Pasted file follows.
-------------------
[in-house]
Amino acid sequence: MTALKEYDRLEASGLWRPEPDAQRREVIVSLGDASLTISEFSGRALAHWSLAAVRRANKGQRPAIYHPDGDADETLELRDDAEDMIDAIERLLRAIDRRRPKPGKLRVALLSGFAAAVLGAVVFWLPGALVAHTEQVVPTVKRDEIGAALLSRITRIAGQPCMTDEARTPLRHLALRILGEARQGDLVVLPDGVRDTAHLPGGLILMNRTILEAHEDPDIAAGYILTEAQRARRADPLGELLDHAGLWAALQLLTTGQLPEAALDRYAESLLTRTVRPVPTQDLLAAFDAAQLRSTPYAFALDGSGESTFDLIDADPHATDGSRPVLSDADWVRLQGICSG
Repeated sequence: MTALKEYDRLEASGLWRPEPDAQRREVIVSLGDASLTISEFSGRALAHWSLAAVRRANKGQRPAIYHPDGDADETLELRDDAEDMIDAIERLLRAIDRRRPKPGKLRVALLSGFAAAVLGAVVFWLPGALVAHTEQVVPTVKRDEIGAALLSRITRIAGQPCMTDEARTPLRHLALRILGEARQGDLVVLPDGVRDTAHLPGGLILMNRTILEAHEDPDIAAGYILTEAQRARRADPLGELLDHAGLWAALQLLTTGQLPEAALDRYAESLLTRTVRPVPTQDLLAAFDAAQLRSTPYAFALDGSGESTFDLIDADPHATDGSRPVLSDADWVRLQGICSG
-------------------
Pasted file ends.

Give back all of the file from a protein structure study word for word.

[in-house]
Amino acid sequence: MTALKEYDRLEASGLWRPEPDAQRREVIVSLGDASLTISEFSGRALAHWSLAAVRRANKGQRPAIYHPDGDADETLELRDDAEDMIDAIERLLRAIDRRRPKPGKLRVALLSGFAAAVLGAVVFWLPGALVAHTEQVVPTVKRDEIGAALLSRITRIAGQPCMTDEARTPLRHLALRILGEARQGDLVVLPDGVRDTAHLPGGLILMNRTILEAHEDPDIAAGYILTEAQRARRADPLGELLDHAGLWAALQLLTTGQLPEAALDRYAESLLTRTVRPVPTQDLLAAFDAAQLRSTPYAFALDGSGESTFDLIDADPHATDGSRPVLSDADWVRLQGICSG
Repeated sequence: MTALKEYDRLEASGLWRPEPDAQRREVIVSLGDASLTISEFSGRALAHWSLAAVRRANKGQRPAIYHPDGDADETLELRDDAEDMIDAIERLLRAIDRRRPKPGKLRVALLSGFAAAVLGAVVFWLPGALVAHTEQVVPTVKRDEIGAALLSRITRIAGQPCMTDEARTPLRHLALRILGEARQGDLVVLPDGVRDTAHLPGGLILMNRTILEAHEDPDIAAGYILTEAQRARRADPLGELLDHAGLWAALQLLTTGQLPEAALDRYAESLLTRTVRPVPTQDLLAAFDAAQLRSTPYAFALDGSGESTFDLIDADPHATDGSRPVLSDADWVRLQGICSG